After continuous, and sometimes steep, increases in residential rents in major European cities over the past few years, prices now seem to have plateaued and are levelling out, the latest research shows.
Rents in European cities for studios, apartments and rooms are continuing to rise but the growth is beginning to slow, with levels down in the first quarter of 2019, the latest index shows.
The affordable housing gap reached some $740 billion globally in 2018 with Amsterdam, Auckland and Hong Kong amongst the least affordable places to buy a home.
Chicago may be freezing cold for parts of the year, but it has one big advantage over global cities such as New York, London and Hong Kong: it’s affordable.
The most expensive farmland in the EU is in the Netherlands, according to official statistics.
Amsterdam’s market is currently “very hot,” Mr. Wijnen said, with double-digit price increases annually since 2013 and “a big shortage of housing.”
As a result of the huge demand, paying the asking price, or even 10 percent above it, is “quite normal,” said Marianne Joanknecht, a broker and appraiser with Netherlands Sotheby’s International Realty, though in years past properties often sold for 10 percent below the list price.
Prices of homes under $1 million are up 20 percent over last year, she said; those of homes above are up 10 percent: “For every apartment under 500,000 euros” — about $570,000 — “there are 20 buyers; we have bidding wars.”
Frankfurt and Brussels are emerging as tempting alternatives to London as European financial hubs in part because they have cheaper accommodation costs than Paris.
The housing market in the Netherlands, including Utrecht and especially Amsterdam, has been seeing significant price growth, brokers said.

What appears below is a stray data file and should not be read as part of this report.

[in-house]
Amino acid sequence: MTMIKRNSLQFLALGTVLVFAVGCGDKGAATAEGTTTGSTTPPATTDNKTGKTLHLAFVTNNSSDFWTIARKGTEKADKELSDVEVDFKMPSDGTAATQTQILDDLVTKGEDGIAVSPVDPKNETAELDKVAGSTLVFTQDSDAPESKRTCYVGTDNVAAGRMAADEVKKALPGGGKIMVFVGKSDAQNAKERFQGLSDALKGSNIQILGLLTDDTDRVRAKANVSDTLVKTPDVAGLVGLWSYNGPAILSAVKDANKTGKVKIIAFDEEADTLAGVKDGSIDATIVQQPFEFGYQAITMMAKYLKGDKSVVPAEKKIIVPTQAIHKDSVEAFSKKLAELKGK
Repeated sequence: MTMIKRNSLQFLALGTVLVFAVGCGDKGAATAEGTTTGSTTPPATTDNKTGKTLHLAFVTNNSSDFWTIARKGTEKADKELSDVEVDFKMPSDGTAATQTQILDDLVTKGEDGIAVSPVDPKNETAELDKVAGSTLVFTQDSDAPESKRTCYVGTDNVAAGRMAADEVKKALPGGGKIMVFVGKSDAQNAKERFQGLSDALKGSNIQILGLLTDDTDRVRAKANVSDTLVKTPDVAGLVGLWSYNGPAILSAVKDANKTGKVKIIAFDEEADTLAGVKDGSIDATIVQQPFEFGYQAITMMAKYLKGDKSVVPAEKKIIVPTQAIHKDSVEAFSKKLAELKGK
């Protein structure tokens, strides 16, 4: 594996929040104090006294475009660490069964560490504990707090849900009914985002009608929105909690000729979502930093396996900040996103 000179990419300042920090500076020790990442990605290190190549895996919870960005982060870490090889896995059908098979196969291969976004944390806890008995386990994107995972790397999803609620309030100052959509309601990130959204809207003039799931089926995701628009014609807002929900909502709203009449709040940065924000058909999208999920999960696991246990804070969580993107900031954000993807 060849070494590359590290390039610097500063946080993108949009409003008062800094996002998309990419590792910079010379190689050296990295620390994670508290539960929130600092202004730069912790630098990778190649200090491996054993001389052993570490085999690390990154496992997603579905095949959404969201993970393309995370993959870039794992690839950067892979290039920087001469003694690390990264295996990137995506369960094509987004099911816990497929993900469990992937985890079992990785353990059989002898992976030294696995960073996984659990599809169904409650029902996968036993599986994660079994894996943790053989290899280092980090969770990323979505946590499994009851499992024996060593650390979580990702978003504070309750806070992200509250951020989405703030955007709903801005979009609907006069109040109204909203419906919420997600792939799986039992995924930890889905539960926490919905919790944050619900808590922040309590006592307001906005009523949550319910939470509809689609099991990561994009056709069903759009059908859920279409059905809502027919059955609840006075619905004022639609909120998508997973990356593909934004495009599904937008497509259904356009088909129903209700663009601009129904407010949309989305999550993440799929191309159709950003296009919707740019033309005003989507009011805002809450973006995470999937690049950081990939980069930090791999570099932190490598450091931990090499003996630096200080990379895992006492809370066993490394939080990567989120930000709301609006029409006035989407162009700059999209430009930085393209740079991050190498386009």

“We have some regions in the Netherlands, especially around Amsterdam, our capital, where housing prices are exploding,” said Paul de Vries, a senior housing market economist with Rabobank Nederland. Some house prices have increased by around by 9 percent over the last year.
British people seeking to buy a property in the European Union should not be downhearted by the referendum decision that the UK should leave, according to overseas real estate experts.
Those who are looking to purchase a holiday home overseas, for example, are likely to see that owning a property in the EU will only be marginally more complex than it is currently, according to Andy Bridge, managing director of A Place in the Sun.
He pointed out that citizens of the United States, Canada, Russia and many other nationalities own properties throughout Europe, so while it may become slightly more complex for British buyers than currently, they are not going to be prevented from owning property in Europe.
Total investment volume into European commercial real estate in the first quarter of 2016 reached €36.8 billion, some 30% lower than the same period last year, the latest research shows.
However, several European countries analysed in the report from international real estate firm Savills are seeing increasing investment activity this year. Italy with growth of 54%, Sweden up 33%, Poland up 15%, the Benelux countries up 12% and Finland up 479%, have all performed well. The report says that the data shows that investor appetite is healthy for quality assets in markets with strong fundamentals.
In terms of sectors, industrial has gained ground, increasing by around 19% year on year. This was driven mainly by transactions in the logistics and distribution sector in the UK, Germany, Sweden, Spain and the Netherlands, which accounted for more than 80% of the total activity.
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